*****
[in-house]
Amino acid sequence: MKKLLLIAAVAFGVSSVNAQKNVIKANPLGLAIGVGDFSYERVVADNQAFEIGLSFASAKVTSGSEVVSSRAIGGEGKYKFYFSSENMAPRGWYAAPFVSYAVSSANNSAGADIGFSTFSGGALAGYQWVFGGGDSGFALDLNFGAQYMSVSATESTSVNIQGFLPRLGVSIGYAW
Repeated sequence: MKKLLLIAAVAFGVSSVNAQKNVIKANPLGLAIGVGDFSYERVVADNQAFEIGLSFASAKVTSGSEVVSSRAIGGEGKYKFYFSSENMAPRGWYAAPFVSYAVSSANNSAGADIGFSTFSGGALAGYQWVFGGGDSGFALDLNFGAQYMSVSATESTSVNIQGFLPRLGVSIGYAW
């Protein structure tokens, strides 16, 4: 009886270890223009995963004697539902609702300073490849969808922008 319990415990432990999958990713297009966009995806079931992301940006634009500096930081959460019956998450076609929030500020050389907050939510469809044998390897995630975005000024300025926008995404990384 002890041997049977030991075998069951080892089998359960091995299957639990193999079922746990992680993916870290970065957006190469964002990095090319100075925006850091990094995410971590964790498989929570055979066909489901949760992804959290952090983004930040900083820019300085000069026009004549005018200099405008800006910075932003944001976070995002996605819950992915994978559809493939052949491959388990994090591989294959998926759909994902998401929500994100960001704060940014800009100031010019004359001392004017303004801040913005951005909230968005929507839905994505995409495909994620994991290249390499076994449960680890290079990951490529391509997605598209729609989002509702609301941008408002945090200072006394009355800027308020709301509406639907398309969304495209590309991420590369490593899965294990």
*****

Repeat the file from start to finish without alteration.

[in-house]
Amino acid sequence: MKKLLLIAAVAFGVSSVNAQKNVIKANPLGLAIGVGDFSYERVVADNQAFEIGLSFASAKVTSGSEVVSSRAIGGEGKYKFYFSSENMAPRGWYAAPFVSYAVSSANNSAGADIGFSTFSGGALAGYQWVFGGGDSGFALDLNFGAQYMSVSATESTSVNIQGFLPRLGVSIGYAW
Repeated sequence: MKKLLLIAAVAFGVSSVNAQKNVIKANPLGLAIGVGDFSYERVVADNQAFEIGLSFASAKVTSGSEVVSSRAIGGEGKYKFYFSSENMAPRGWYAAPFVSYAVSSANNSAGADIGFSTFSGGALAGYQWVFGGGDSGFALDLNFGAQYMSVSATESTSVNIQGFLPRLGVSIGYAW
């Protein structure tokens, strides 16, 4: 009886270890223009995963004697539902609702300073490849969808922008 319990415990432990999958990713297009966009995806079931992301940006634009500096930081959460019956998450076609929030500020050389907050939510469809044998390897995630975005000024300025926008995404990384 002890041997049977030991075998069951080892089998359960091995299957639990193999079922746990992680993916870290970065957006190469964002990095090319100075925006850091990094995410971590964790498989929570055979066909489901949760992804959290952090983004930040900083820019300085000069026009004549005018200099405008800006910075932003944001976070995002996605819950992915994978559809493939052949491959388990994090591989294959998926759909994902998401929500994100960001704060940014800009100031010019004359001392004017303004801040913005951005909230968005929507839905994505995409495909994620994991290249390499076994449960680890290079990951490529391509997605598209729609989002509702609301941008408002945090200072006394009355800027308020709301509406639907398309969304495209590309991420590369490593899965294990």